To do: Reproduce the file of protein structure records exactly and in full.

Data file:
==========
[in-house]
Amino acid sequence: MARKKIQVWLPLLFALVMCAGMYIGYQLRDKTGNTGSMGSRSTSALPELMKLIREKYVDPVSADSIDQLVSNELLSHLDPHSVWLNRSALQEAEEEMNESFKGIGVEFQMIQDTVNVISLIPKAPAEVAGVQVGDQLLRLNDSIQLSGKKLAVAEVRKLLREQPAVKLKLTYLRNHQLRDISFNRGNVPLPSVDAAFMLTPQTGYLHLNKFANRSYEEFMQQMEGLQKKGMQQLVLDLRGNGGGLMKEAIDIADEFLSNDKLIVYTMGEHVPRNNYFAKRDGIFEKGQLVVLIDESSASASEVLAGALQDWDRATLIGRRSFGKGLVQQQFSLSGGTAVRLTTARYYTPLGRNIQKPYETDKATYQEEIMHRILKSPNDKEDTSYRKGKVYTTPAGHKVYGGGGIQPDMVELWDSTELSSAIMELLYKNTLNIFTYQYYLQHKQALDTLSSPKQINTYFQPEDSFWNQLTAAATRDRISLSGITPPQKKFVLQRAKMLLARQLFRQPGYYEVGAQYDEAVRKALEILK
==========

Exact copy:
[in-house]
Amino acid sequence: MARKKIQVWLPLLFALVMCAGMYIGYQLRDKTGNTGSMGSRSTSALPELMKLIREKYVDPVSADSIDQLVSNELLSHLDPHSVWLNRSALQEAEEEMNESFKGIGVEFQMIQDTVNVISLIPKAPAEVAGVQVGDQLLRLNDSIQLSGKKLAVAEVRKLLREQPAVKLKLTYLRNHQLRDISFNRGNVPLPSVDAAFMLTPQTGYLHLNKFANRSYEEFMQQMEGLQKKGMQQLVLDLRGNGGGLMKEAIDIADEFLSNDKLIVYTMGEHVPRNNYFAKRDGIFEKGQLVVLIDESSASASEVLAGALQDWDRATLIGRRSFGKGLVQQQFSLSGGTAVRLTTARYYTPLGRNIQKPYETDKATYQEEIMHRILKSPNDKEDTSYRKGKVYTTPAGHKVYGGGGIQPDMVELWDSTELSSAIMELLYKNTLNIFTYQYYLQHKQALDTLSSPKQINTYFQPEDSFWNQLTAAATRDRISLSGITPPQKKFVLQRAKMLLARQLFRQPGYYEVGAQYDEAVRKALEILK